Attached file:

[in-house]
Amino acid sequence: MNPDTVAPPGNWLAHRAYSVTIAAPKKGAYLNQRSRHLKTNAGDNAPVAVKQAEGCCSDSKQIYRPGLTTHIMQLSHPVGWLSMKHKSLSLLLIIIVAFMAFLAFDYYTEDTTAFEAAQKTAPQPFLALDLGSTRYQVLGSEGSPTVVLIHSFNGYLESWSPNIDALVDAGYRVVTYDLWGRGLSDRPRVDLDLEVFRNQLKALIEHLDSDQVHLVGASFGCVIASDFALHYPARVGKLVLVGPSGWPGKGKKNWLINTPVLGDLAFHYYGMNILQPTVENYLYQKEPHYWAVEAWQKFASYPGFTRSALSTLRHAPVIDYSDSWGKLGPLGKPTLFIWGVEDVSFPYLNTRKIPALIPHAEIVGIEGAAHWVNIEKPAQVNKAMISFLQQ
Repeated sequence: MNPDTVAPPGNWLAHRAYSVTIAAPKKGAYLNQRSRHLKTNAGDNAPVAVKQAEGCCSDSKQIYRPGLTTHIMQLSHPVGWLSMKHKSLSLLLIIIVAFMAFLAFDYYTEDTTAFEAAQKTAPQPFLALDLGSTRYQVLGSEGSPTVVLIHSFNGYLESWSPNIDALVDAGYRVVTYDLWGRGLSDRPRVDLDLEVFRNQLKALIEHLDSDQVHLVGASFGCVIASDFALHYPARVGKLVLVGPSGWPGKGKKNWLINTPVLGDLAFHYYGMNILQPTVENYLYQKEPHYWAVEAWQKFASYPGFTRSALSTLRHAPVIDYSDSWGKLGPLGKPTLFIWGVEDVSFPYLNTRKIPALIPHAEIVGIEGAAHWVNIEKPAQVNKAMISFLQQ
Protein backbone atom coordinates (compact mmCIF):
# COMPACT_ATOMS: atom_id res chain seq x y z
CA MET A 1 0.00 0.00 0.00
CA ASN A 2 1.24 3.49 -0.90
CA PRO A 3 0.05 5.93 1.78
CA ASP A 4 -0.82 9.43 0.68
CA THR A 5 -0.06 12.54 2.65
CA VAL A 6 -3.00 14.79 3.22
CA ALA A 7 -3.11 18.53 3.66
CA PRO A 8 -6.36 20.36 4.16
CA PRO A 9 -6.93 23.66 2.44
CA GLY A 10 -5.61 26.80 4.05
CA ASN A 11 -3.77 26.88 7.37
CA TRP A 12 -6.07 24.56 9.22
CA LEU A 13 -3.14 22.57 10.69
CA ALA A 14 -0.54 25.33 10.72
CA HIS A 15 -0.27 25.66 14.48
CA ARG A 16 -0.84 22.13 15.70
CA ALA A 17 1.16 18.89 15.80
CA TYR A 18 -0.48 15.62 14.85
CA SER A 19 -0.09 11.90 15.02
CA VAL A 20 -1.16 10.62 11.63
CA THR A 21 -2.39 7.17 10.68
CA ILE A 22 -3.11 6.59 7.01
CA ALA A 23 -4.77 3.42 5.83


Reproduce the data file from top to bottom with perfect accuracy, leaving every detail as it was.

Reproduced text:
[in-house]
Amino acid sequence: MNPDTVAPPGNWLAHRAYSVTIAAPKKGAYLNQRSRHLKTNAGDNAPVAVKQAEGCCSDSKQIYRPGLTTHIMQLSHPVGWLSMKHKSLSLLLIIIVAFMAFLAFDYYTEDTTAFEAAQKTAPQPFLALDLGSTRYQVLGSEGSPTVVLIHSFNGYLESWSPNIDALVDAGYRVVTYDLWGRGLSDRPRVDLDLEVFRNQLKALIEHLDSDQVHLVGASFGCVIASDFALHYPARVGKLVLVGPSGWPGKGKKNWLINTPVLGDLAFHYYGMNILQPTVENYLYQKEPHYWAVEAWQKFASYPGFTRSALSTLRHAPVIDYSDSWGKLGPLGKPTLFIWGVEDVSFPYLNTRKIPALIPHAEIVGIEGAAHWVNIEKPAQVNKAMISFLQQ
Repeated sequence: MNPDTVAPPGNWLAHRAYSVTIAAPKKGAYLNQRSRHLKTNAGDNAPVAVKQAEGCCSDSKQIYRPGLTTHIMQLSHPVGWLSMKHKSLSLLLIIIVAFMAFLAFDYYTEDTTAFEAAQKTAPQPFLALDLGSTRYQVLGSEGSPTVVLIHSFNGYLESWSPNIDALVDAGYRVVTYDLWGRGLSDRPRVDLDLEVFRNQLKALIEHLDSDQVHLVGASFGCVIASDFALHYPARVGKLVLVGPSGWPGKGKKNWLINTPVLGDLAFHYYGMNILQPTVENYLYQKEPHYWAVEAWQKFASYPGFTRSALSTLRHAPVIDYSDSWGKLGPLGKPTLFIWGVEDVSFPYLNTRKIPALIPHAEIVGIEGAAHWVNIEKPAQVNKAMISFLQQ
Protein backbone atom coordinates (compact mmCIF):
# COMPACT_ATOMS: atom_id res chain seq x y z
CA MET A 1 0.00 0.00 0.00
CA ASN A 2 1.24 3.49 -0.90
CA PRO A 3 0.05 5.93 1.78
CA ASP A 4 -0.82 9.43 0.68
CA THR A 5 -0.06 12.54 2.65
CA VAL A 6 -3.00 14.79 3.22
CA ALA A 7 -3.11 18.53 3.66
CA PRO A 8 -6.36 20.36 4.16
CA PRO A 9 -6.93 23.66 2.44
CA GLY A 10 -5.61 26.80 4.05
CA ASN A 11 -3.77 26.88 7.37
CA TRP A 12 -6.07 24.56 9.22
CA LEU A 13 -3.14 22.57 10.69
CA ALA A 14 -0.54 25.33 10.72
CA HIS A 15 -0.27 25.66 14.48
CA ARG A 16 -0.84 22.13 15.70
CA ALA A 17 1.16 18.89 15.80
CA TYR A 18 -0.48 15.62 14.85
CA SER A 19 -0.09 11.90 15.02
CA VAL A 20 -1.16 10.62 11.63
CA THR A 21 -2.39 7.17 10.68
CA ILE A 22 -3.11 6.59 7.01
CA ALA A 23 -4.77 3.42 5.83